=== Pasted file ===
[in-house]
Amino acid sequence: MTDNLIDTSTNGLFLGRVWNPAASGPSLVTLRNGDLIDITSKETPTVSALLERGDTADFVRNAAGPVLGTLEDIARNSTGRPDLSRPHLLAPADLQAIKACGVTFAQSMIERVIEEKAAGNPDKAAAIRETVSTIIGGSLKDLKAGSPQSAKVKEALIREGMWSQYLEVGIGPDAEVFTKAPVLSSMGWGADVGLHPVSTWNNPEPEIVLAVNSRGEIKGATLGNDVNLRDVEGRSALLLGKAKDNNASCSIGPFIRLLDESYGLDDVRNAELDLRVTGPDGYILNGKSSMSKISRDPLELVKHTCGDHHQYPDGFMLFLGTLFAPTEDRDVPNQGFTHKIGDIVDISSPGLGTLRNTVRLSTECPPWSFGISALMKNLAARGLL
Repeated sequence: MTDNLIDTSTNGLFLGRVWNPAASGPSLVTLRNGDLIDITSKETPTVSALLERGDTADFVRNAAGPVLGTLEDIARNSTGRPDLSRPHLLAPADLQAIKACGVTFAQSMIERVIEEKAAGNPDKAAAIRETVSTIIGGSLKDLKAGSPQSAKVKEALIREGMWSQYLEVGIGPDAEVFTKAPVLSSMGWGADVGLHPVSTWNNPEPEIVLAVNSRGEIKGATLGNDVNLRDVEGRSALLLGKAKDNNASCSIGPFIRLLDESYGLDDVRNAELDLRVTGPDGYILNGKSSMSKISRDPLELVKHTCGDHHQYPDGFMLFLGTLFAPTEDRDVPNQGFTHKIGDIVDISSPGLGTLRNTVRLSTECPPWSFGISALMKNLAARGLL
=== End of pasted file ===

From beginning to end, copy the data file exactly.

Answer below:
[in-house]
Amino acid sequence: MTDNLIDTSTNGLFLGRVWNPAASGPSLVTLRNGDLIDITSKETPTVSALLERGDTADFVRNAAGPVLGTLEDIARNSTGRPDLSRPHLLAPADLQAIKACGVTFAQSMIERVIEEKAAGNPDKAAAIRETVSTIIGGSLKDLKAGSPQSAKVKEALIREGMWSQYLEVGIGPDAEVFTKAPVLSSMGWGADVGLHPVSTWNNPEPEIVLAVNSRGEIKGATLGNDVNLRDVEGRSALLLGKAKDNNASCSIGPFIRLLDESYGLDDVRNAELDLRVTGPDGYILNGKSSMSKISRDPLELVKHTCGDHHQYPDGFMLFLGTLFAPTEDRDVPNQGFTHKIGDIVDISSPGLGTLRNTVRLSTECPPWSFGISALMKNLAARGLL
Repeated sequence: MTDNLIDTSTNGLFLGRVWNPAASGPSLVTLRNGDLIDITSKETPTVSALLERGDTADFVRNAAGPVLGTLEDIARNSTGRPDLSRPHLLAPADLQAIKACGVTFAQSMIERVIEEKAAGNPDKAAAIRETVSTIIGGSLKDLKAGSPQSAKVKEALIREGMWSQYLEVGIGPDAEVFTKAPVLSSMGWGADVGLHPVSTWNNPEPEIVLAVNSRGEIKGATLGNDVNLRDVEGRSALLLGKAKDNNASCSIGPFIRLLDESYGLDDVRNAELDLRVTGPDGYILNGKSSMSKISRDPLELVKHTCGDHHQYPDGFMLFLGTLFAPTEDRDVPNQGFTHKIGDIVDISSPGLGTLRNTVRLSTECPPWSFGISALMKNLAARGLL